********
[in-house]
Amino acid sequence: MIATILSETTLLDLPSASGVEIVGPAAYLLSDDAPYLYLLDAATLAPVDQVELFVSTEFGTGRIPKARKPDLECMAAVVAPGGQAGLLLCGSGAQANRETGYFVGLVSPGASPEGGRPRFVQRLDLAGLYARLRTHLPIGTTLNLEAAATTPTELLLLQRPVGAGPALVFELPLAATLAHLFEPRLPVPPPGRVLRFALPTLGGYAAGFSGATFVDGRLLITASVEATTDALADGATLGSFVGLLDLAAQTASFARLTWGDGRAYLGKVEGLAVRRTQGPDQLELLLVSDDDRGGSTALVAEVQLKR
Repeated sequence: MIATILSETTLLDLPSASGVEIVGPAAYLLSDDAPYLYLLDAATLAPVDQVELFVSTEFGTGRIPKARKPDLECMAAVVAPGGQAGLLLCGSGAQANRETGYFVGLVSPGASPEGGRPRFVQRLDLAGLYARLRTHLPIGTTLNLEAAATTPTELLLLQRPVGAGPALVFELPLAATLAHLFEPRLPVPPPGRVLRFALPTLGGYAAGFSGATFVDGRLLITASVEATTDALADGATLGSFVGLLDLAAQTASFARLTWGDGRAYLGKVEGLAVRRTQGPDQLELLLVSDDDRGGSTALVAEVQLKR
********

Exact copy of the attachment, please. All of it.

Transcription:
[in-house]
Amino acid sequence: MIATILSETTLLDLPSASGVEIVGPAAYLLSDDAPYLYLLDAATLAPVDQVELFVSTEFGTGRIPKARKPDLECMAAVVAPGGQAGLLLCGSGAQANRETGYFVGLVSPGASPEGGRPRFVQRLDLAGLYARLRTHLPIGTTLNLEAAATTPTELLLLQRPVGAGPALVFELPLAATLAHLFEPRLPVPPPGRVLRFALPTLGGYAAGFSGATFVDGRLLITASVEATTDALADGATLGSFVGLLDLAAQTASFARLTWGDGRAYLGKVEGLAVRRTQGPDQLELLLVSDDDRGGSTALVAEVQLKR
Repeated sequence: MIATILSETTLLDLPSASGVEIVGPAAYLLSDDAPYLYLLDAATLAPVDQVELFVSTEFGTGRIPKARKPDLECMAAVVAPGGQAGLLLCGSGAQANRETGYFVGLVSPGASPEGGRPRFVQRLDLAGLYARLRTHLPIGTTLNLEAAATTPTELLLLQRPVGAGPALVFELPLAATLAHLFEPRLPVPPPGRVLRFALPTLGGYAAGFSGATFVDGRLLITASVEATTDALADGATLGSFVGLLDLAAQTASFARLTWGDGRAYLGKVEGLAVRRTQGPDQLELLLVSDDDRGGSTALVAEVQLKR